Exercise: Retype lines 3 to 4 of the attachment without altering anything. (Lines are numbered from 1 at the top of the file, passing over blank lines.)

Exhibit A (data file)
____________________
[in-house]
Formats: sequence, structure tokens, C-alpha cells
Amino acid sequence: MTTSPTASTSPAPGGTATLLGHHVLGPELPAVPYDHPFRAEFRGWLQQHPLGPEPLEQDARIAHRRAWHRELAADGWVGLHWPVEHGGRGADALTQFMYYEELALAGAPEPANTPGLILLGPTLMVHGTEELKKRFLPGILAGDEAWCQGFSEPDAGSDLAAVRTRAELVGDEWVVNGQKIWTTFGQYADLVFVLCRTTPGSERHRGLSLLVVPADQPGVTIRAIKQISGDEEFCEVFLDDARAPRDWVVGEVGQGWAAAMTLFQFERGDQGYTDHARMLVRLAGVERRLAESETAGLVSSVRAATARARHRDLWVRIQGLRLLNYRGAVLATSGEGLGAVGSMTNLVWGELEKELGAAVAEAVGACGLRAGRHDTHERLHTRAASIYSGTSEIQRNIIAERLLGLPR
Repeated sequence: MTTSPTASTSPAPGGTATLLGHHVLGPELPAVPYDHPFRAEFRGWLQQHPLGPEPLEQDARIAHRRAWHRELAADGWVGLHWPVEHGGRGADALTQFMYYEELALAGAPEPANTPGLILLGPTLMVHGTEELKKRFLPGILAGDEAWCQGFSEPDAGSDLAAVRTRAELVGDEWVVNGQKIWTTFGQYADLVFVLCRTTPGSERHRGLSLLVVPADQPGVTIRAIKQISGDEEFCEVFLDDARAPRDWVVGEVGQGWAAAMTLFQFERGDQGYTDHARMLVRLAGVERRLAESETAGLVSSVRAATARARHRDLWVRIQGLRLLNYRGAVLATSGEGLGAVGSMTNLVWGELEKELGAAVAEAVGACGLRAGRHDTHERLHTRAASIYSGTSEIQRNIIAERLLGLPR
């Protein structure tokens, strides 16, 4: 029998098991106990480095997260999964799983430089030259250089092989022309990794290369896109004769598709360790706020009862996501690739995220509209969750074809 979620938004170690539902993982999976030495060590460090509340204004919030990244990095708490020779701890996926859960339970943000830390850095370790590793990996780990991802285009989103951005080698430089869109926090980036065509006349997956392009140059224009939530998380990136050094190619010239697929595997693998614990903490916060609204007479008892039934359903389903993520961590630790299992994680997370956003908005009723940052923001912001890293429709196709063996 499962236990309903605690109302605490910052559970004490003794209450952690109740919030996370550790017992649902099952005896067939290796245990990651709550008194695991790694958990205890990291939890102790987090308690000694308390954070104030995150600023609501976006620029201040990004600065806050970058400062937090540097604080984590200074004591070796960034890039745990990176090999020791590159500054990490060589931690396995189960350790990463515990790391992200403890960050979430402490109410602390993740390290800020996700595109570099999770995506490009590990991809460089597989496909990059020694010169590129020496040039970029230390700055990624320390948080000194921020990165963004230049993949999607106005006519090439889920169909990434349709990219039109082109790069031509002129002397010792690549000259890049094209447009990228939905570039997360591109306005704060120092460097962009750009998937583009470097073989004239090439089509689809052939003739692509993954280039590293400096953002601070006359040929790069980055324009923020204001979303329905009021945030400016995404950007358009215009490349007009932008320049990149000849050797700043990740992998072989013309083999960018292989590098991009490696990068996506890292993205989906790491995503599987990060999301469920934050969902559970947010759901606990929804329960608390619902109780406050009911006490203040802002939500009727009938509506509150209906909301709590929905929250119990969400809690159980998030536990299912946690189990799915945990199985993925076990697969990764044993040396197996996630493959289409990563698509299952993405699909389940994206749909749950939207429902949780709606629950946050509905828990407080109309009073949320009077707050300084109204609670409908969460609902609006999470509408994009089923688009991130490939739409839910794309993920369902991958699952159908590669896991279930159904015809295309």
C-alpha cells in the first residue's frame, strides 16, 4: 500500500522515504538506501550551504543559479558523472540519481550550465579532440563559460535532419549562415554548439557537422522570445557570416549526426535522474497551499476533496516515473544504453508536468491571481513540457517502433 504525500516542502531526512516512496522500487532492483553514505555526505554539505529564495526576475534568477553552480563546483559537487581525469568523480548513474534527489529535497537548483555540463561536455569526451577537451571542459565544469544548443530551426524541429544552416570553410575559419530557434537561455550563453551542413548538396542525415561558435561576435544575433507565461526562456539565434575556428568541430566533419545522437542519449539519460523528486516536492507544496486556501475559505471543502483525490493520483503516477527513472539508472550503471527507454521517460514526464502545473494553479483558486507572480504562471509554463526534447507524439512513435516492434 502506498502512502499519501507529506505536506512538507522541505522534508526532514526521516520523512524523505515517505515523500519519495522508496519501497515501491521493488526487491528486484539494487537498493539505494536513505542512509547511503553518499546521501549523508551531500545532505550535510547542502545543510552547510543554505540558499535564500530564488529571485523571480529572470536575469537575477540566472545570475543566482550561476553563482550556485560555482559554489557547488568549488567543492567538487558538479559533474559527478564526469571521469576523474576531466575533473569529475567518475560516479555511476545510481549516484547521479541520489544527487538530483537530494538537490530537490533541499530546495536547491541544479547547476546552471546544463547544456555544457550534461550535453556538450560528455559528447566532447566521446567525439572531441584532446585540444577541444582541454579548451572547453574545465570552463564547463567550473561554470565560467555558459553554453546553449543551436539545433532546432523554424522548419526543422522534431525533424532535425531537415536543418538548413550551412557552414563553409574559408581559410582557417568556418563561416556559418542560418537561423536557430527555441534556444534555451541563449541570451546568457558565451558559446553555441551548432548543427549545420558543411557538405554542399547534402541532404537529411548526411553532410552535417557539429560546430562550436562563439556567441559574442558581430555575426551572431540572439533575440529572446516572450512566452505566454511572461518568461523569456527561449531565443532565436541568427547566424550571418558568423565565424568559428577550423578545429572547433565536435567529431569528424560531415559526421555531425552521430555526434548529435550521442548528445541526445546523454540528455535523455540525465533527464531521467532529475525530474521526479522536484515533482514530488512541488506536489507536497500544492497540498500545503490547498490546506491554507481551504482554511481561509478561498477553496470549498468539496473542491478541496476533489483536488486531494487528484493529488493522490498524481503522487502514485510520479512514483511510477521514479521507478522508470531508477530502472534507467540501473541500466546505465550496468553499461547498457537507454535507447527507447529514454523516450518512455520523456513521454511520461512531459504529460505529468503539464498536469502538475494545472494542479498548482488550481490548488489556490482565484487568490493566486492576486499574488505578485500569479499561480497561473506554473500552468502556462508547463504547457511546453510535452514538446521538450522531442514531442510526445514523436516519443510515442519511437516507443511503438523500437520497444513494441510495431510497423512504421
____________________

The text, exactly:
Amino acid sequence: MTTSPTASTSPAPGGTATLLGHHVLGPELPAVPYDHPFRAEFRGWLQQHPLGPEPLEQDARIAHRRAWHRELAADGWVGLHWPVEHGGRGADALTQFMYYEELALAGAPEPANTPGLILLGPTLMVHGTEELKKRFLPGILAGDEAWCQGFSEPDAGSDLAAVRTRAELVGDEWVVNGQKIWTTFGQYADLVFVLCRTTPGSERHRGLSLLVVPADQPGVTIRAIKQISGDEEFCEVFLDDARAPRDWVVGEVGQGWAAAMTLFQFERGDQGYTDHARMLVRLAGVERRLAESETAGLVSSVRAATARARHRDLWVRIQGLRLLNYRGAVLATSGEGLGAVGSMTNLVWGELEKELGAAVAEAVGACGLRAGRHDTHERLHTRAASIYSGTSEIQRNIIAERLLGLPR
Repeated sequence: MTTSPTASTSPAPGGTATLLGHHVLGPELPAVPYDHPFRAEFRGWLQQHPLGPEPLEQDARIAHRRAWHRELAADGWVGLHWPVEHGGRGADALTQFMYYEELALAGAPEPANTPGLILLGPTLMVHGTEELKKRFLPGILAGDEAWCQGFSEPDAGSDLAAVRTRAELVGDEWVVNGQKIWTTFGQYADLVFVLCRTTPGSERHRGLSLLVVPADQPGVTIRAIKQISGDEEFCEVFLDDARAPRDWVVGEVGQGWAAAMTLFQFERGDQGYTDHARMLVRLAGVERRLAESETAGLVSSVRAATARARHRDLWVRIQGLRLLNYRGAVLATSGEGLGAVGSMTNLVWGELEKELGAAVAEAVGACGLRAGRHDTHERLHTRAASIYSGTSEIQRNIIAERLLGLPR